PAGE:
T.P.O. on Adjoining Land - Can the Council Demand Everyones Information?

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    T.P.O. on Adjoining Land - Can the Council Demand Everyones Information?

    We would really value some advice on this situation we find ourselves in please.
    We are the Freeholders of a Grade 2 Listed Building, which was converted into 12 flats many years ago.

    The Local Authority have sent us a Section 16(1) Local Government (Miscellaneous Provisions) Act 1976 - Notice Requiring Information as to Persons Interested in Land - advising that they are placing a T.P.O. on a tree on adjoining land (an embankment owned by them) in which potentially the branches could overhang the garden of our site when in full bloom.

    They want the details of all Leaseholders, Occupiers and Lenders and given us 14 days to respond or face a fine of up to £5,000.

    Do we need to comply (we are not actually privy to all Occupiers/Lenders), We manage the Block & Grounds and are the only persons responsible for the garden maintenance in any event - the Leaseholders pay Service Charges for any costs.

    Look forward to your opinions on this situation - Thank You in anticipation.

    https://www.legislation.gov.uk/ukpga/1976/57 says you have to provide information about what you believe to be the case.

    I'm not sure that an easement over the land, as would be the case for the leaseholders and their lenders, would count as an interest, but I don't see why you shouldn't list them, with that caveat.

    You certainly need to comply for yourselves as freeholders and managers.

    I'm concerned that you don't know the lenders. Many leases would require you to be told about them, and you really ought to know who they are, as they would be the first people you would approach if there was a service charge or ground rent default.

    Unfortunately, many leases don't require you to be told about sub-tenants.


      You ought to know who and where your leaseholders are. How do you administer the ground rent and service charge demands without this information?


        Thank you for your replies.
        We do know all our Leaseholders but there are no Owner/Occupiers - surely we wouldn't have to give the information of all the Tenants & Lenders would we?


          Just provide the name of the leaseholders and say you have no details of the occupiers but the local Council have this information for billing the Council Tax.


            Yeah, I was going to mention about the council tax register.

            The demand sounds rather sinister though, doesn't it? Are they drawing up a list of likely suspects if the tree should suffer some misfortune?


              It is standard practice when they have to give notice to interested people to obtain the list using this method.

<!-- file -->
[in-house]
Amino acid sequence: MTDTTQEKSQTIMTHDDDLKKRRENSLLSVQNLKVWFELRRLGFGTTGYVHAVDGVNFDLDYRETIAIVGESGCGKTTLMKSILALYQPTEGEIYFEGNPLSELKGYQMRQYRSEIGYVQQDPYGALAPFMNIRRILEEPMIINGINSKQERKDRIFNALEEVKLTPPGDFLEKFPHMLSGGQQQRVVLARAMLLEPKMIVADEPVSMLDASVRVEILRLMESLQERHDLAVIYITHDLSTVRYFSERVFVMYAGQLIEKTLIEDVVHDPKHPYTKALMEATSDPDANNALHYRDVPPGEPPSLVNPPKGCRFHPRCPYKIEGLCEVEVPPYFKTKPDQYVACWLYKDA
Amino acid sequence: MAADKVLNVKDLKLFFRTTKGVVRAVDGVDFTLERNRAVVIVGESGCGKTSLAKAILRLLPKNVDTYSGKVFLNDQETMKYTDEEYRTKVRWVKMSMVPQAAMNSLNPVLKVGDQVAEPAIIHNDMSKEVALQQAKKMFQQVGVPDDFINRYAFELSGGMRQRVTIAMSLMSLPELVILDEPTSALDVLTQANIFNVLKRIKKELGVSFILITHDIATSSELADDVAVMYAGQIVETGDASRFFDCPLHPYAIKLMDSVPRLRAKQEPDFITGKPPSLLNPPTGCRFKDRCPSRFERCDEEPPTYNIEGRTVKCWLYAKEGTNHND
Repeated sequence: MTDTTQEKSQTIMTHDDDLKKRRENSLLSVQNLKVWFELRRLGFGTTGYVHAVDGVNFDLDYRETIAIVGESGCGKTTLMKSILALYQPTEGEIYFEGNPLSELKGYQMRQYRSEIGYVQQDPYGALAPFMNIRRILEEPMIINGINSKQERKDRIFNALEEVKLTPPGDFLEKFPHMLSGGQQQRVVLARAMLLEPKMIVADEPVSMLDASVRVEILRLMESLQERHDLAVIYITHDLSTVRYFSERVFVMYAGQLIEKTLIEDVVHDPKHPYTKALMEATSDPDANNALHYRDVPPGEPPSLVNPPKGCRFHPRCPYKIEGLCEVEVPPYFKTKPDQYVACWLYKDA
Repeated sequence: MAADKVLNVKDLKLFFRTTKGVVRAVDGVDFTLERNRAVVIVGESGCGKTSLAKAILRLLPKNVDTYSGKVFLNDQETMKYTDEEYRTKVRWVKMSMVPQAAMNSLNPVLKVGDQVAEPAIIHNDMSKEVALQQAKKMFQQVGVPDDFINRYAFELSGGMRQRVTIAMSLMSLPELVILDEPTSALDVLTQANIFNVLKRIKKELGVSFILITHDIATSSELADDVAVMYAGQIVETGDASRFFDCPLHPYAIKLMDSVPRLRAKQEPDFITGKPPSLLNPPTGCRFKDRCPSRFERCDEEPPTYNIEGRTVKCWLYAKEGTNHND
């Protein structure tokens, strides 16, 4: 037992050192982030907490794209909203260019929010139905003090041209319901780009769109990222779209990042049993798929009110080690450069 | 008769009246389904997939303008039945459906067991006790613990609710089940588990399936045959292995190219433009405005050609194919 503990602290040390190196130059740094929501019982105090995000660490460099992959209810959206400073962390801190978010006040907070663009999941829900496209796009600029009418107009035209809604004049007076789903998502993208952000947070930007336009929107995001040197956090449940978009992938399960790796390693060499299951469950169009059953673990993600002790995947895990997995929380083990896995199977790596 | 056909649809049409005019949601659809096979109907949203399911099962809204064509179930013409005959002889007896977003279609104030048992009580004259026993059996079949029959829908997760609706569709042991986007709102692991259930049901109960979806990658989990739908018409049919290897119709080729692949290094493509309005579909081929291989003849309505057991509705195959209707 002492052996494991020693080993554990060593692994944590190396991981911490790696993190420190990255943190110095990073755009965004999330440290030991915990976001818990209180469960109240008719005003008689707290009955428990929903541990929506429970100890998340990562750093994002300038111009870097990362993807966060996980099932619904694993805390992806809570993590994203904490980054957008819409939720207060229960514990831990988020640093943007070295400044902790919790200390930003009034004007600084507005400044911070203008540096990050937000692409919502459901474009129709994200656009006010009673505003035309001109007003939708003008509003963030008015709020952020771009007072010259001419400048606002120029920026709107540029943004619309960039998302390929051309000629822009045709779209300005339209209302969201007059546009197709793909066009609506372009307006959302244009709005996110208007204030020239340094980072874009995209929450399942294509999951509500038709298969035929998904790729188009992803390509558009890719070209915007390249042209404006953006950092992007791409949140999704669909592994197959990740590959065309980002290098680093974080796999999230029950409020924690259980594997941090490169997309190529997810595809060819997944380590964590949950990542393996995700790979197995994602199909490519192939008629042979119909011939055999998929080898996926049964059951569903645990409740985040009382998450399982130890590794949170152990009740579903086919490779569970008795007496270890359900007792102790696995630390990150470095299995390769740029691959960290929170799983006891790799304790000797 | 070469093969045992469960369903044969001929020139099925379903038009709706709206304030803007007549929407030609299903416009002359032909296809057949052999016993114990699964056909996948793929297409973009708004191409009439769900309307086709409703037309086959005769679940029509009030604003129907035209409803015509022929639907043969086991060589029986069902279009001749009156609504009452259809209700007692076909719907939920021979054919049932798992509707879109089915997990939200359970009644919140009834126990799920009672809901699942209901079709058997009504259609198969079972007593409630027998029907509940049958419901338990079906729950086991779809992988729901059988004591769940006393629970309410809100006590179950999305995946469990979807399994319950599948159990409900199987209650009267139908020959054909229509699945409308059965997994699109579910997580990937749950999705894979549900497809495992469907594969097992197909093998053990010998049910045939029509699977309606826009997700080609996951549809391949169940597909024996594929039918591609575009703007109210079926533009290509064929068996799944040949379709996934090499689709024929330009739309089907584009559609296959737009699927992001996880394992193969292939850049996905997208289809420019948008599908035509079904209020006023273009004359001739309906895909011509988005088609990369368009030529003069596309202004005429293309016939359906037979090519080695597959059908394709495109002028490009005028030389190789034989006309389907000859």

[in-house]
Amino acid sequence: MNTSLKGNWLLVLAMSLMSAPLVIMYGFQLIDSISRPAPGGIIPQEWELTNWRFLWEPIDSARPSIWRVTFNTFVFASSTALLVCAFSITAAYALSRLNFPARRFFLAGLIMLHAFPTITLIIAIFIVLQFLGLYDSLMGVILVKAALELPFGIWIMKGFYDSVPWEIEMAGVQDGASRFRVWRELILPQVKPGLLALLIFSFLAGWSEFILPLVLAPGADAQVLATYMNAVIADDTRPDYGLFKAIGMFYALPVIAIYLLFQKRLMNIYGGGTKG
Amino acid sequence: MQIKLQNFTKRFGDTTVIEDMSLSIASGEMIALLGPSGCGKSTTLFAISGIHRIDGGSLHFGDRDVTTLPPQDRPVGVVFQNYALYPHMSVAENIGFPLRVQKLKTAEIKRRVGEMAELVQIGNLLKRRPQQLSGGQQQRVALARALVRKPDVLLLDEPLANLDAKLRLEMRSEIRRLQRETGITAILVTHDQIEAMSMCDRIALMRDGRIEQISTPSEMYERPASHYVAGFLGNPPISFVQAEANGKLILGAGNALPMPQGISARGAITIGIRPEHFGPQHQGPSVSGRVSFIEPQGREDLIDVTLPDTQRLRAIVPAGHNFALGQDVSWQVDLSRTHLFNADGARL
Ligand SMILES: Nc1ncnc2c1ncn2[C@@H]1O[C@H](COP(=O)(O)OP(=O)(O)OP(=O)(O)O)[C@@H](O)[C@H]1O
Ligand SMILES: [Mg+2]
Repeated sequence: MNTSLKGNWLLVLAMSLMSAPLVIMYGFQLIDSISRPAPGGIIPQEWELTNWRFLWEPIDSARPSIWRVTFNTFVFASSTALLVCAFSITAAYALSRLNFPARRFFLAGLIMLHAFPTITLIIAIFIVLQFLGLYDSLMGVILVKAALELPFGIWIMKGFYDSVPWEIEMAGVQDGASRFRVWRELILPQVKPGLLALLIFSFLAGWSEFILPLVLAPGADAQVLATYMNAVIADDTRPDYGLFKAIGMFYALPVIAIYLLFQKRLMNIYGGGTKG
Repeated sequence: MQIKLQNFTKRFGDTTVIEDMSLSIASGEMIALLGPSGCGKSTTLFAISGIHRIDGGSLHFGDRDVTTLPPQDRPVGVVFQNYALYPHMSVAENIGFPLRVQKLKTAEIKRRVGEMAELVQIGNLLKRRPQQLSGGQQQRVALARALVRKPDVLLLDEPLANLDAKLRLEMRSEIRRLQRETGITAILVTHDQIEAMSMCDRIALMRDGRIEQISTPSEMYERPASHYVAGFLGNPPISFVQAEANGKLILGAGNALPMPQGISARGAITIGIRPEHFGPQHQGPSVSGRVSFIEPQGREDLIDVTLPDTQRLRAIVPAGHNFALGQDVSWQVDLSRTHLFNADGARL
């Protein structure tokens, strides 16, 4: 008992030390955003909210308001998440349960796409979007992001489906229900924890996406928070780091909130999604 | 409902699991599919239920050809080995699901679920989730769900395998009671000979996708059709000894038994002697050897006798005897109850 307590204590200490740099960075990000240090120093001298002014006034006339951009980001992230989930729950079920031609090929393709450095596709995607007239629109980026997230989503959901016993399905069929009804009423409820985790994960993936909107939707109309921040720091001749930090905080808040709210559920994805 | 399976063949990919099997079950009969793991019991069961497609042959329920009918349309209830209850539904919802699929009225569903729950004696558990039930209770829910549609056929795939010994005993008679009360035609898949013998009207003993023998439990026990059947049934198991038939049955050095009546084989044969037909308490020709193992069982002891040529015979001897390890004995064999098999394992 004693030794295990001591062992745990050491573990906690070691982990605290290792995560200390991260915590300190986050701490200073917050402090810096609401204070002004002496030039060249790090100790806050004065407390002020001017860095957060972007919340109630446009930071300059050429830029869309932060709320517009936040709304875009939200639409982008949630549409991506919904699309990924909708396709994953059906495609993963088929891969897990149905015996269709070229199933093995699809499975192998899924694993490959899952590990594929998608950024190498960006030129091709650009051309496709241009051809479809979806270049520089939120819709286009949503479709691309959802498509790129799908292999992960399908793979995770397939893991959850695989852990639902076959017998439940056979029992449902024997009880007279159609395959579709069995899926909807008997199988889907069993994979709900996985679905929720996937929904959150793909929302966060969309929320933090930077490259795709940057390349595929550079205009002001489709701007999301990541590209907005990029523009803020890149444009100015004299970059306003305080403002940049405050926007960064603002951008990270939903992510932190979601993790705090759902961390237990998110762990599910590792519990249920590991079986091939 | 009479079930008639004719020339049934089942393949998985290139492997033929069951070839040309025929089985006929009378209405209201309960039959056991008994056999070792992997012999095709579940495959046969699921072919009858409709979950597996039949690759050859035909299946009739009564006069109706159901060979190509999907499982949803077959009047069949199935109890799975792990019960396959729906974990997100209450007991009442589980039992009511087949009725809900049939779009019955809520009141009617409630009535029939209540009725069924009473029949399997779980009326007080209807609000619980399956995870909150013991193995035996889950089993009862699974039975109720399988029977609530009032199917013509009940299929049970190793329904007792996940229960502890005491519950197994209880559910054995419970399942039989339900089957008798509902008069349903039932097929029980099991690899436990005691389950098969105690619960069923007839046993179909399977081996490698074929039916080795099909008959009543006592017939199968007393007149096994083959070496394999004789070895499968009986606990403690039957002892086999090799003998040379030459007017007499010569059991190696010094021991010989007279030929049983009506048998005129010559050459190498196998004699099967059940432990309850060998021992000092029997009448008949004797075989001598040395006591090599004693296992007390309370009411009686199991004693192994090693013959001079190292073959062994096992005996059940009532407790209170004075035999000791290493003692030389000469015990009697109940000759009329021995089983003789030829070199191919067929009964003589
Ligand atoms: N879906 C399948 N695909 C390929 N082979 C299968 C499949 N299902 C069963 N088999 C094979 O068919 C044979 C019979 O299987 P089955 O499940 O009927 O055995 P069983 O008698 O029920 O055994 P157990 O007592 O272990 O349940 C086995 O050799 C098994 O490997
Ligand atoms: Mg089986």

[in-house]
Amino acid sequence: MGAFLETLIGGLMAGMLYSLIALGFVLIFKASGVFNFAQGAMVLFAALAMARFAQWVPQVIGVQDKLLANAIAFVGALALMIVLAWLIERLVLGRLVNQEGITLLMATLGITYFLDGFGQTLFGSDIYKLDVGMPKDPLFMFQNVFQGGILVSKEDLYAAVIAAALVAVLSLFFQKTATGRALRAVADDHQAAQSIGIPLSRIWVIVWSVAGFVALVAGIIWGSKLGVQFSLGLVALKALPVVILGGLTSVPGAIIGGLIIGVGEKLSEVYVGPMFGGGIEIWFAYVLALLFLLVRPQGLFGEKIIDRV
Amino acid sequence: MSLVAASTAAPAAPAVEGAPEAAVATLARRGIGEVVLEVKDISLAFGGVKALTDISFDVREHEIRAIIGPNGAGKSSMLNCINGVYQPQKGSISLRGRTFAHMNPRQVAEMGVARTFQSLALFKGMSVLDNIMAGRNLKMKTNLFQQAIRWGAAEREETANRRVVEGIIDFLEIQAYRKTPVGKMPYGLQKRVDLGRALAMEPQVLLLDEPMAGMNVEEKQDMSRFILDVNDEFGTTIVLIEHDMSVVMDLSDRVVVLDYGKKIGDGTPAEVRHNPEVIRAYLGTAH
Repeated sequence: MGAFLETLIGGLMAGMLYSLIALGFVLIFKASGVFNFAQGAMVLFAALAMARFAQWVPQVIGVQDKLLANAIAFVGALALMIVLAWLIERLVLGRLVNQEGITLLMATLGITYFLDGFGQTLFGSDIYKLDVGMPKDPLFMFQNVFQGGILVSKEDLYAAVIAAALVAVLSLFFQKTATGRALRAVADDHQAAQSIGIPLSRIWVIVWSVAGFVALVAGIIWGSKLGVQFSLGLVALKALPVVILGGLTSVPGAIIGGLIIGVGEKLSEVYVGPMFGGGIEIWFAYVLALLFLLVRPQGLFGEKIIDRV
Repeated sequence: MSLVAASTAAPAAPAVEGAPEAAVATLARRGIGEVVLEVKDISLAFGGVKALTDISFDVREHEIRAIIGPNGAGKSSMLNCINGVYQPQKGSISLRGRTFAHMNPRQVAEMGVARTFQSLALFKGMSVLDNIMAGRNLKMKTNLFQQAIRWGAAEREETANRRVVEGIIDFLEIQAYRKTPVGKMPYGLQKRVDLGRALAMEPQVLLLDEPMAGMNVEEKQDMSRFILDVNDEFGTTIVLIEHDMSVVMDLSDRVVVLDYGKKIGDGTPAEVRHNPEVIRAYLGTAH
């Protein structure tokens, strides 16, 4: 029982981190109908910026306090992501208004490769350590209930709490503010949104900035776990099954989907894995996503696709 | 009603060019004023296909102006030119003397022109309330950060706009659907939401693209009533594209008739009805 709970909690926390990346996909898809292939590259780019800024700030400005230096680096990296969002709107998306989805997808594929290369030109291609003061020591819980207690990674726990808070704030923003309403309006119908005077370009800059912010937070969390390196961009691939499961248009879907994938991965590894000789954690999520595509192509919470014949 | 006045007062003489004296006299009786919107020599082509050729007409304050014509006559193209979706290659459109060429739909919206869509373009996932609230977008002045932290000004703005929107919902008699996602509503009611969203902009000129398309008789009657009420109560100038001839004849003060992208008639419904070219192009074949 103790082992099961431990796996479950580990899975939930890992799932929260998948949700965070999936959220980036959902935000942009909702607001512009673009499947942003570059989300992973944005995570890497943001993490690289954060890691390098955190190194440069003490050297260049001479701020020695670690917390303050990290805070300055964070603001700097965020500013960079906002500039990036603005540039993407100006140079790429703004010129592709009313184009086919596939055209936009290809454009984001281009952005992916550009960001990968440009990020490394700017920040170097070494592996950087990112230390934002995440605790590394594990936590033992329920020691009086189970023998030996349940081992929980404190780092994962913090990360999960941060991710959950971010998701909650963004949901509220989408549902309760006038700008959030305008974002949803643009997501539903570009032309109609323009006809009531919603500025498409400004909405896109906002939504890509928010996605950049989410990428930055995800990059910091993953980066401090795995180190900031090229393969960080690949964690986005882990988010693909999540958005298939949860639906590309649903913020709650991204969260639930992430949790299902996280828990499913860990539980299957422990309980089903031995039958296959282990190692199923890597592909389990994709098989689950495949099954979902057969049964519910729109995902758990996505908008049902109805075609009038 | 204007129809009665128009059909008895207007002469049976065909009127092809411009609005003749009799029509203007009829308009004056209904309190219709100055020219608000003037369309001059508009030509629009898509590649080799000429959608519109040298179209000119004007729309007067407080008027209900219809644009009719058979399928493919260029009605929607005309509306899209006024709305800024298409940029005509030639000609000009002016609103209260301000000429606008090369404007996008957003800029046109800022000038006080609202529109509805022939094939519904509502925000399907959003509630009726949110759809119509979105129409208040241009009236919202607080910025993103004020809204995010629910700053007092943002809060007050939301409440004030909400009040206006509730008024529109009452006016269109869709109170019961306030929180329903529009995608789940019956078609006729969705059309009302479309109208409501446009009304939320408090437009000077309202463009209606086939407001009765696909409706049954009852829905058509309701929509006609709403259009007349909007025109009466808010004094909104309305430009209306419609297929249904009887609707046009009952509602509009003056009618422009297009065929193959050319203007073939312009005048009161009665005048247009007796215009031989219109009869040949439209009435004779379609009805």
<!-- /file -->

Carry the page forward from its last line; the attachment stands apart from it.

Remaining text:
T.P.O. on a tree on adjoining land (an embankment owned by them) in which potentially the branches could overhang the garden of our site when in full bloom.
                The T.P.O will in future not allow you or anyone with a freehold or leasehold interest in the property at that address to touch the tree in any way without seeking prior permission from the Council.Even if the property in your freehold is a Listed Building. It is because the Council have by law asked you to allow every leasehold owner at that building to either object to or approve the T.P.O it is in the interest of all the owners for you as the Management Company to inform them all of the existing T.P.O under Section 16(1) Local Government (Miscellaneous Provisions) Act 1976.

                As freeholder, you are obliged to fulfill your duties to the leaseholds. Informing them of the Council's intention is their right.
                You'll find all the Leasehold owners to your freehold's listed building's address on the HM Land Registry.
                If there are 12 flats there are 12 Leaseholders and you, the existing Freeholder all with an interest in the property. HM Land Registry search is £3 for each Title Leasehold and for you to determine the names of every existing owner in your building.

                Hope this clarifies.


                  I believe the issue here is about occupiers and lenders, not about leaseholders. If the freeholder doesn't know who their leaseholders are, they are in serious trouble!

                  With many leases, there is no requirement to inform the freeholder about occupiers (e.g. AST tenants). I would have guessed that most leases required the freeholder to be told about lenders, but compliance might be patchy. The term "charge" may appear in the lease, rather than any mention of lenders.


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